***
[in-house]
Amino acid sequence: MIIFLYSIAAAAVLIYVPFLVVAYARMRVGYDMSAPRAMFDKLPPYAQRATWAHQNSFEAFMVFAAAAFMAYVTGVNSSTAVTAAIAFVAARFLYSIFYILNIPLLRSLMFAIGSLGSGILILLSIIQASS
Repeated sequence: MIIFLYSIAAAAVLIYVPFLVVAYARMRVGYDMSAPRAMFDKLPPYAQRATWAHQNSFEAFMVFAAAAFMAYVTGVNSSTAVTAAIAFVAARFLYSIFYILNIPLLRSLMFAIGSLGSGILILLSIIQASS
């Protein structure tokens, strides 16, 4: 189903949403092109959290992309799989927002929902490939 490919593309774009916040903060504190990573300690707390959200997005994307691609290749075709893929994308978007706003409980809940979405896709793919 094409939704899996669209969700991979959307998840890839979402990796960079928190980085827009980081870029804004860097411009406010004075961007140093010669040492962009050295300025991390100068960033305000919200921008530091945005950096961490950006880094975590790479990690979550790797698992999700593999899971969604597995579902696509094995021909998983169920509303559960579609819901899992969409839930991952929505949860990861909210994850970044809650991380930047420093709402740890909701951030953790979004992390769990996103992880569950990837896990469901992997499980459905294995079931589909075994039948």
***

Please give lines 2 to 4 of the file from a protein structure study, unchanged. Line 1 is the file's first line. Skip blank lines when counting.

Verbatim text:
Amino acid sequence: MIIFLYSIAAAAVLIYVPFLVVAYARMRVGYDMSAPRAMFDKLPPYAQRATWAHQNSFEAFMVFAAAAFMAYVTGVNSSTAVTAAIAFVAARFLYSIFYILNIPLLRSLMFAIGSLGSGILILLSIIQASS
Repeated sequence: MIIFLYSIAAAAVLIYVPFLVVAYARMRVGYDMSAPRAMFDKLPPYAQRATWAHQNSFEAFMVFAAAAFMAYVTGVNSSTAVTAAIAFVAARFLYSIFYILNIPLLRSLMFAIGSLGSGILILLSIIQASS
């Protein structure tokens, strides 16, 4: 189903949403092109959290992309799989927002929902490939 490919593309774009916040903060504190990573300690707390959200997005994307691609290749075709893929994308978007706003409980809940979405896709793919 094409939704899996669209969700991979959307998840890839979402990796960079928190980085827009980081870029804004860097411009406010004075961007140093010669040492962009050295300025991390100068960033305000919200921008530091945005950096961490950006880094975590790479990690979550790797698992999700593999899971969604597995579902696509094995021909998983169920509303559960579609819901899992969409839930991952929505949860990861909210994850970044809650991380930047420093709402740890909701951030953790979004992390769990996103992880569950990837896990469901992997499980459905294995079931589909075994039948």